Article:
Druk Executives

Cuture

Every walk of Bhutanese people's lives evolves around with spirits, ghost, yetis, medicine men, and different forms of incarnation of Lamas and envisage of Shangri-La. Mythology, ancient sagas, Buddhism and manifestations of Guru Rinpoche, monks, monasteries and temples, festivals and the rule of king and assimilation of modernism go alongside the Bhutanese day-to-day life.

Buddhism in Bhutan
The followers of Buddhism in the Himalayas, little bit different from the western religious practices, believe in reincarnation of humanity and divinity according to the good or bad actions done in the past and present. In addition, meditation is the tool to make our minds free from all the negative vices and emotions such as anger, indifference and attachments. In such way, our worldly sufferings can be eliminated aside.

The Gurus and lamas prefer to reborn not to achieve the worldly pleasure or sufferings but to preach other human beings and make them free from the burdens of miserable human life.  When any great Buddhist Guru dies, his followers will search for his reincarnation based on the former preacher's virtues and philosophies.  Bhutan's religion is known as Drukpa Kagyu Buddhism. The Gods and Goddesses are painted in the form of statues and Thangka in great Goembas. Guru Rinpoche (Padmasambhava in sanskrit) has been the central figure because he is worshipped as the second Buddha in Bhutan and famous for his eight manifestations. Jampa (Maitreya), Jampelyang (Manjushree), Chenresig (Avalokiteshvara), Channa Dorji (Vajrapani), Sakyamuni or historical Buddha, Milarepa, White Tara, Green Tara, Shabdrung Rinpoche etc.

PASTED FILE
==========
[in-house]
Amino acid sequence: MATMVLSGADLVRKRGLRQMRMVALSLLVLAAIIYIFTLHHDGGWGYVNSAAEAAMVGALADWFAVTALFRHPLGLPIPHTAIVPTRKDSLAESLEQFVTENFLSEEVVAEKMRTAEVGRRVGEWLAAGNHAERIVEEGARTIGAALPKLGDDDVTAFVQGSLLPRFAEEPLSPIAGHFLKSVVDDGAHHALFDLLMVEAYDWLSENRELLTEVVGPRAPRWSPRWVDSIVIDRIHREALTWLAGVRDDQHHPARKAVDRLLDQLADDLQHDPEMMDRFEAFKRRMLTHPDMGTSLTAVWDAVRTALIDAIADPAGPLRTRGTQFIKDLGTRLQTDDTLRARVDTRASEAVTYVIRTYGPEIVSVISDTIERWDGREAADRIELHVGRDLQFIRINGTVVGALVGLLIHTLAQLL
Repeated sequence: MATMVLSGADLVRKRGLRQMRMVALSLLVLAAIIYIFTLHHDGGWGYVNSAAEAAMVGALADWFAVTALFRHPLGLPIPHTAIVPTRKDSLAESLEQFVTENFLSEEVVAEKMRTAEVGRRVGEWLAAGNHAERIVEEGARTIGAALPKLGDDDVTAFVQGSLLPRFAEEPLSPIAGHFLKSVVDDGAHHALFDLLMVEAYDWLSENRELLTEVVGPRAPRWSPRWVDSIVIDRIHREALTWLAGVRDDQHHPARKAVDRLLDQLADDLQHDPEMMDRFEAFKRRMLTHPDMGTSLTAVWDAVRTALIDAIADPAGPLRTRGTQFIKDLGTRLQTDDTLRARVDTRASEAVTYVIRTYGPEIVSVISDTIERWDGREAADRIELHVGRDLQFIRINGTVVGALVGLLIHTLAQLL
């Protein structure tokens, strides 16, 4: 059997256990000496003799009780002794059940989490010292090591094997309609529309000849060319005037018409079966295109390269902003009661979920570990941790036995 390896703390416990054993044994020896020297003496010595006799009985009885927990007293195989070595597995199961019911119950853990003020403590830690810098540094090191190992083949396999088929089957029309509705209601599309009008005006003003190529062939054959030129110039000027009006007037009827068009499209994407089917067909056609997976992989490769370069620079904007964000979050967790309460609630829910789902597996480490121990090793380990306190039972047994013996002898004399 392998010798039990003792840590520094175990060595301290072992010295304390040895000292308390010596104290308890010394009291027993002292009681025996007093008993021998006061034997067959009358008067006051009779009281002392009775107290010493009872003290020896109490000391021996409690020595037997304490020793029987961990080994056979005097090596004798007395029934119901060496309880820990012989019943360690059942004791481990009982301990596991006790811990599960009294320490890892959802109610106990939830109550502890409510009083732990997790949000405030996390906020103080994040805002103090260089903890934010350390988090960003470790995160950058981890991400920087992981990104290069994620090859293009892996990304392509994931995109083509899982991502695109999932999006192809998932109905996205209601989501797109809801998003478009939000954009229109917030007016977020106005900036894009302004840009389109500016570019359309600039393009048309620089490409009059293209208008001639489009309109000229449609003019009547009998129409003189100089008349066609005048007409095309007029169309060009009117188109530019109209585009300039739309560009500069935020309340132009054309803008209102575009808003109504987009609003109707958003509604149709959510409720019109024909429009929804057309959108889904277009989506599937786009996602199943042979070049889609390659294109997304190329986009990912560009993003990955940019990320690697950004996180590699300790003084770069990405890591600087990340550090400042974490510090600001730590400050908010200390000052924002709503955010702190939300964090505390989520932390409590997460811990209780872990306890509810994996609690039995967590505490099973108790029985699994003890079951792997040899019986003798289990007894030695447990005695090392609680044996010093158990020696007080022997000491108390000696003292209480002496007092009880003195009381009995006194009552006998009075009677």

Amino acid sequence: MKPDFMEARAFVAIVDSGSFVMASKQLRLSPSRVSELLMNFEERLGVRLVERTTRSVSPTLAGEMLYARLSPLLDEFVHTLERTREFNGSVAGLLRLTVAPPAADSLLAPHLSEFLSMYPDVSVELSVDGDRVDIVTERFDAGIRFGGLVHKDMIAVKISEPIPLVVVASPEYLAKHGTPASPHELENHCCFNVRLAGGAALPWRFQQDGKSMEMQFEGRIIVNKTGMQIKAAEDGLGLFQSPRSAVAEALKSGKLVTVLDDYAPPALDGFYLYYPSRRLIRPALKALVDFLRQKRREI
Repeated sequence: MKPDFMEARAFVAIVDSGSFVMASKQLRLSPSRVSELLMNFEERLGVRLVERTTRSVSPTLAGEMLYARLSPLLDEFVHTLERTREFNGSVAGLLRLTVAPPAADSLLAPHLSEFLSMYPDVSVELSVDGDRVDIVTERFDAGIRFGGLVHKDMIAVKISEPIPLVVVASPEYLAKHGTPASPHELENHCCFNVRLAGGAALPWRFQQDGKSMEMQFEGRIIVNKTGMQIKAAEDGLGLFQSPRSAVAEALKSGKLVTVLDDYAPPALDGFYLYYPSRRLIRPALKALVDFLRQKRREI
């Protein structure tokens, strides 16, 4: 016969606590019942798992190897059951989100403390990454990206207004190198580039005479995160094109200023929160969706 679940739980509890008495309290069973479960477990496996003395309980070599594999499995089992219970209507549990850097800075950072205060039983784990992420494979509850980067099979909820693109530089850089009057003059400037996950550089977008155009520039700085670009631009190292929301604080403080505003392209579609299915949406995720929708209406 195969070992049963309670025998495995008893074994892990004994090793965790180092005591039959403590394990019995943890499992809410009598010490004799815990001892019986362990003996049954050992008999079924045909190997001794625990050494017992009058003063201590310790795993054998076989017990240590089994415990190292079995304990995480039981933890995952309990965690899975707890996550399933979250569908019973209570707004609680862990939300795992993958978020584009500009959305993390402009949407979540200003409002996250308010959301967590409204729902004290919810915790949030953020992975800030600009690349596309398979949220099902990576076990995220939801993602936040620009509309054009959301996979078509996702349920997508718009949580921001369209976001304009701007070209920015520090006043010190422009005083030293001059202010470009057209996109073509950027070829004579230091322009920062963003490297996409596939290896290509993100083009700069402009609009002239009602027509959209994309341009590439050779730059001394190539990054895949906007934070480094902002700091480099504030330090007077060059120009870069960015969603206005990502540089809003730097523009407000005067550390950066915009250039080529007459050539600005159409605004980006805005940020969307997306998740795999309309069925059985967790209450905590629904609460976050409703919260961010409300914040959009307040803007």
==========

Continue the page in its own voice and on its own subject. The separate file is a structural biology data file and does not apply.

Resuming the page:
Houses of Bhutanese people have separate place for altar/shrine room (choesham) with the statues of great Buddhist preachers like Sakyamuni, Guru Rinpoche and Shabdrung Rinpoche. Buddhist people of Bhutan present themselves in front of altars and Gods/Goddesses, first clasping hands above their heads, then in the level of throats and finally at their chest to represent their mind, speech and body for the devotion before the deities.